This explained the cracked concrete one-lane overpass near that highway. Parallel to what is now the interstate was a one-lane road called the Ozark Trail, starting in St. Louis and running to California, a precursor of Route 66. The overpass must have served as a water crossing. Earlier it had been an Indian trail, the Indians originating the best overland routes. I occasionally found flint from the Alibates Flint Quarry, northeast of Amarillo, suggesting this was a trade route—the red, white, and purple-streaked dolomite highly valued for its strength and beauty. The Ozark Trail was built and used primarily in the l920s. The prehistoric and historic Indians traded from as early as the Clovis period (1500 B.C.E.) to the l880s. Likely the Armitages traveled the Ozark Highway when it was the only roadway from Arkansas west into Vega. On one walk there I leaned over the pipe barrier on top and checked the swallows’ nests underneath. After rains cattle liked to stomp around in the shaded pooling underneath; tracks of antelope and skunk suggested other visitors. I liked to imagine what went on here at night when no one was looking.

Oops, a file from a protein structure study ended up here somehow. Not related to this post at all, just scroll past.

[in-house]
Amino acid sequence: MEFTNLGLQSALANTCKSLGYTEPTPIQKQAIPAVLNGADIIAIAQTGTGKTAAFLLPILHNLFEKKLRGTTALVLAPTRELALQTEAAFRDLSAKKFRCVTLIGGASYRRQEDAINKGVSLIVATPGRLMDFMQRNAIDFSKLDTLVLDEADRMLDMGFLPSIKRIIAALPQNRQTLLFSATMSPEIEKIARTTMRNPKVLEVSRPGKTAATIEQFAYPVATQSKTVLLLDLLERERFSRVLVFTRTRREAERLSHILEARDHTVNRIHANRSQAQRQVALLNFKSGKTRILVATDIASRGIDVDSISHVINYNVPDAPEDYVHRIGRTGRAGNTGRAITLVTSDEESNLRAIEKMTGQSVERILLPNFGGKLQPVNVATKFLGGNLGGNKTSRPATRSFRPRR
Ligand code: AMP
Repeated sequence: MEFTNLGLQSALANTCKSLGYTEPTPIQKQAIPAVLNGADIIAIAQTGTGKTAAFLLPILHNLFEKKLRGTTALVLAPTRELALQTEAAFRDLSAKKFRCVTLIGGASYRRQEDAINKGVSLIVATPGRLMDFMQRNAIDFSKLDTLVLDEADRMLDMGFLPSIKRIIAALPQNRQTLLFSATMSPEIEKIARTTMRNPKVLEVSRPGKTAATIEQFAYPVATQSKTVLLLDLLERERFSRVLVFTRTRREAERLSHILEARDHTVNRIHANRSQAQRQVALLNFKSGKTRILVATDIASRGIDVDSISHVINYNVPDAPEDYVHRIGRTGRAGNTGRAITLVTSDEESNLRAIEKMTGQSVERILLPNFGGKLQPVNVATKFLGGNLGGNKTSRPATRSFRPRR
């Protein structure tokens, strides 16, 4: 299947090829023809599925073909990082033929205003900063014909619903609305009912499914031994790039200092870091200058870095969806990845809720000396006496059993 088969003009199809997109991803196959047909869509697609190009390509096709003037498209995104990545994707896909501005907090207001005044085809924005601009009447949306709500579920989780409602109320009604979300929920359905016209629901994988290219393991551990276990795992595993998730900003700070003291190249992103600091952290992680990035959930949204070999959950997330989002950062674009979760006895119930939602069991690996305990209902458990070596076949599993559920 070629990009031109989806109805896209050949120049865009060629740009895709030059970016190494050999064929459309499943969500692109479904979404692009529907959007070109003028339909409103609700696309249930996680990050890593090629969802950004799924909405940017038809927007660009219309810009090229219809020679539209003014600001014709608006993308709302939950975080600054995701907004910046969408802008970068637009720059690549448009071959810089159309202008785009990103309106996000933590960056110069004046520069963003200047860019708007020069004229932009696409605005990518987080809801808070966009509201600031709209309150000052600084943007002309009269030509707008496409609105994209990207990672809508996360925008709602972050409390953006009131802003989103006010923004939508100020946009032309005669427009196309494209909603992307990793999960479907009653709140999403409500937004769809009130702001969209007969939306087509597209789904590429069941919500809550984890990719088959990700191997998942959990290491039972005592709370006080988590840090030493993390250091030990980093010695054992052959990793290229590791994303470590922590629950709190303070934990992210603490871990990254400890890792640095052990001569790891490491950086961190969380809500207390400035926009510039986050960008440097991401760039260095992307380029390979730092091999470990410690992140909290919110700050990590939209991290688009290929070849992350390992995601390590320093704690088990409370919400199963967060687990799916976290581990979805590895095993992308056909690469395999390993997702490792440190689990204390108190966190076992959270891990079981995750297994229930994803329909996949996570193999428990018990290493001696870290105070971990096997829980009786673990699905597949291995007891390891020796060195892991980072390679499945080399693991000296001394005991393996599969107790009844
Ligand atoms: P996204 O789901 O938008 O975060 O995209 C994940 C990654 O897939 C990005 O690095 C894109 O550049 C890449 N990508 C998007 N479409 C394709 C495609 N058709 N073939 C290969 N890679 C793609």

Downstream, now that I could imagine it as one, the creek widened and a Civilian Conservation Corps dam, concrete and native stone, hung perilously over eroded banks. Some corpsman had scratched “l936” into the concrete on top. I liked to swab up the Triops that slew in the muddy areas below. Their date of origin: circa 300 million years ago to the present, Jurassic survivors. Dinosaur shrimp some people call them. A living fossil, they hardly have changed since the Jurassic period. Their eggs remain dormant for years, hatching only when there is sufficient water and proper temperature. Pentimento, you remind us that something always lives below, contemporary life a remnant in your twirling tentacles.